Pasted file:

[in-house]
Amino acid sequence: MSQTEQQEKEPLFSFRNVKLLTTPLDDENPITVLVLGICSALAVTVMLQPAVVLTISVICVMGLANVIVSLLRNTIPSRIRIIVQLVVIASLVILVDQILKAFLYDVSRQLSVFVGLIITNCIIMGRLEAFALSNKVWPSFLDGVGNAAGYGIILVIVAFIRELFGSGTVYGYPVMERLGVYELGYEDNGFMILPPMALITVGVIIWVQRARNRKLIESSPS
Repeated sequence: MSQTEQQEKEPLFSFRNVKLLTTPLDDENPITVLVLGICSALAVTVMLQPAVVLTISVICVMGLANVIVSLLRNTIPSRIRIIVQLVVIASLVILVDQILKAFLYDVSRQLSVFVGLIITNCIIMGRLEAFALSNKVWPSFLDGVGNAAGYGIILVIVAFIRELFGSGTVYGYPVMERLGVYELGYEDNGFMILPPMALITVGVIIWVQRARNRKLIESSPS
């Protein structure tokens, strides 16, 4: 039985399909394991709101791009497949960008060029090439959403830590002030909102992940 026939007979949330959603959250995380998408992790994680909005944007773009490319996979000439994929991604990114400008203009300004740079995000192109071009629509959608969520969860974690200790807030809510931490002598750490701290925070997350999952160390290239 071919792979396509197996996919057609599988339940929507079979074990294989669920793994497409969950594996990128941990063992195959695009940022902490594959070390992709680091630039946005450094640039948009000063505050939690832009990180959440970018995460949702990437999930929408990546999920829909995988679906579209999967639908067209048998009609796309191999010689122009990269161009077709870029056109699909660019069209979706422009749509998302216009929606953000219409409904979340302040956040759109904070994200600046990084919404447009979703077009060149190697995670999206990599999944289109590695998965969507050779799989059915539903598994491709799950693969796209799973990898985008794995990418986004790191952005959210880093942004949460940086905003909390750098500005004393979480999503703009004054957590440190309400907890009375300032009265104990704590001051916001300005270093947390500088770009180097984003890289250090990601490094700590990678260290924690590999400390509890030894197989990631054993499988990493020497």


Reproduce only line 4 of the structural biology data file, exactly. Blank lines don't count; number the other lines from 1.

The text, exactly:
């Protein structure tokens, strides 16, 4: 039985399909394991709101791009497949960008060029090439959403830590002030909102992940 026939007979949330959603959250995380998408992790994680909005944007773009490319996979000439994929991604990114400008203009300004740079995000192109071009629509959608969520969860974690200790807030809510931490002598750490701290925070997350999952160390290239 071919792979396509197996996919057609599988339940929507079979074990294989669920793994497409969950594996990128941990063992195959695009940022902490594959070390992709680091630039946005450094640039948009000063505050939690832009990180959440970018995460949702990437999930929408990546999920829909995988679906579209999967639908067209048998009609796309191999010689122009990269161009077709870029056109699909660019069209979706422009749509998302216009929606953000219409409904979340302040956040759109904070994200600046990084919404447009979703077009060149190697995670999206990599999944289109590695998965969507050779799989059915539903598994491709799950693969796209799973990898985008794995990418986004790191952005959210880093942004949460940086905003909390750098500005004393979480999503703009004054957590440190309400907890009375300032009265104990704590001051916001300005270093947390500088770009180097984003890289250090990601490094700590990678260290924690590999400390509890030894197989990631054993499988990493020497």